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Cybersecurity Frameworks: Why You Should Follow One

Frameworks

Building a highly effective information security program isn’t simple, especially for small and midsized organizations with limited resources. If you’ve decided to invest in improving your cybersecurity maturity, it can be challenging to figure out where to start.

A cybersecurity framework will provide a set of standards, guidelines, and benchmarks that can help you understand your current cybersecurity posture. It can also make it easier to prioritize initiatives so that you can accomplish your security and governance objectives, meet regulatory requirements and protect your customers’ data. Additionally, and perhaps most importantly, basing your program off a known framework gives it more legitimacy and credence, yielding more assurance to stakeholders such as customers, investors, management and your Board.

It’s a bit like framing a house as part of a construction project: a cybersecurity framework supports you in managing all the interlinking components that are integral to an InfoSec program. Following a framework doesn’t automatically make you secure, but it does provide you with a blueprint. When you adhere to a cybersecurity framework, you’ll know that you’ve covered all the fundamentals and considered all the essentials in order to strengthen your security posture.

Which cybersecurity framework should I choose?

There’s considerable overlap between most of the major industry standards and government-developed frameworks. Which one you select is less important than how well you implement and maintain it. What matters is follow-through: have its tenets been integrated into how you do business?

In most cases, the nature of your industry and customers’ requirements will dictate which one is best for your organization. If your company has a global reach, it may make sense to follow a framework that’s internationally known. If you’re a defense contractor in the United States, you’ll be required to meet the standards outlined in the Cybersecurity Maturity Model Certification (CMMC), which is based on the National Institute of Standards and Technology (NIST) Risk Management Framework.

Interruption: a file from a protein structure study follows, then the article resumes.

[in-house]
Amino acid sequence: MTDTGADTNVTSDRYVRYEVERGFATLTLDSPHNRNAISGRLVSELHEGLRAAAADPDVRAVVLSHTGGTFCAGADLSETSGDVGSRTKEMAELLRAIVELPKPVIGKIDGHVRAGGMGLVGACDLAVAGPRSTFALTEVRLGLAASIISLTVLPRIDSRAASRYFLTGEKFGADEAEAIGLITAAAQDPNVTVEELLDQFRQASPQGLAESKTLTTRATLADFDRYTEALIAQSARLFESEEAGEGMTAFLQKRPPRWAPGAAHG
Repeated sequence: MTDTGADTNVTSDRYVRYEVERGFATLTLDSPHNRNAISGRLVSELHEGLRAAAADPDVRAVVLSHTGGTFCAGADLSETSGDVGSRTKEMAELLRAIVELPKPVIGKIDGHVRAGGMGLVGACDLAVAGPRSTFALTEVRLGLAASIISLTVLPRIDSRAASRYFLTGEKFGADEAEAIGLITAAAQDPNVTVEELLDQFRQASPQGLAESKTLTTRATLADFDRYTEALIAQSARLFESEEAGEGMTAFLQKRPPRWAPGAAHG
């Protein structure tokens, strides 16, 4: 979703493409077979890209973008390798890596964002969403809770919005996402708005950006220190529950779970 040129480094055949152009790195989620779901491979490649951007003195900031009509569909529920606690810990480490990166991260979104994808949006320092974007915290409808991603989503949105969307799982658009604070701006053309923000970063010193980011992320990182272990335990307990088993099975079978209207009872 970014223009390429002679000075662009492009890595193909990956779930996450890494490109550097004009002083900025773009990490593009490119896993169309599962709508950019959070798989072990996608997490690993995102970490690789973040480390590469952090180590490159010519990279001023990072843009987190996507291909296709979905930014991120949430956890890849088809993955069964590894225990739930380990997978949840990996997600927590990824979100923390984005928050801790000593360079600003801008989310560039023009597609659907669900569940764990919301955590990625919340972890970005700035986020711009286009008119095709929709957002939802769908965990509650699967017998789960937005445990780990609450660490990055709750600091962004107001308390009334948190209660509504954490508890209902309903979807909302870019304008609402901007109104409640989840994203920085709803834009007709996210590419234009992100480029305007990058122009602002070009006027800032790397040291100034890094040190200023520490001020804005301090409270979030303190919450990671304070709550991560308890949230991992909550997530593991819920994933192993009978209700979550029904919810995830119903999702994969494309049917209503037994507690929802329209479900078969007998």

All major cybersecurity frameworks incorporate a mix of technical, physical and administrative controls, and all outline preventative, detective and corrective capabilities that security programs should strive to cultivate.

Major cybersecurity frameworks

 

NIST Risk Management Framework

Outlined in Special Publication (SP) 800-53, Security and Privacy Controls for Federal Information Systems and Organizations, the NIST Risk Management Framework is a robust and comprehensive set of guidelines. Now in its fifth version, this framework incorporates hundreds of controls, including ones that were added to address recent attack trends like targeting third-party vendors and supply chains. NIST designed this framework to protect U.S. government agencies and the contractors that serve them, but it’s also been widely adopted within the private sector.

NIST also publishes the NIST Cybersecurity Framework (NIST CSF), which incorporates a smaller subset of the controls found in SP 800-53. It’s simpler to understand and adhere to than the full standard outlined in SP 800-53 but is less comprehensive than the Payment Card Industry Data Security Standard (PCI-DSS). This means it’s generally appropriate for use only by very small organizations that don’t process credit or debit card payments from their customers.

ISO 27002

Published by the International Organization for Standardization, the ISO 27000-series was born out of the British standards and are popular worldwide. Though broad and inclusive, ISO 27002 outlines controls that comprise only a subset of what’s found in NIST 800-53.

CIS Controls

Developed by the Center for Internet Security and the SANS Institute, this standard was initially called the “CIS Top 20,” but has been further simplified. Explicitly designed to provide a basic starting point for organizations that are just beginning to cultivate a more mature cybersecurity posture, the 18 CIS controls are pre-prioritized to help security programs understand what’s most important and where to start.

The quality of implementation is what matters most

Regardless of which framework you choose, it’s critical to undertake routine assessments to ensure that you’re continuing to adhere to it and continuing to improve your security posture over time. It’s not so much about attaining alignment on paper or passing audits, as it is about the organization embodying the objectives of the framework through behaviors and action.

Do you want to learn more about cybersecurity best practices? Check out our latest blog articles, or contact a member of our CISO advisory team to get personalized recommendations in a free consultation.

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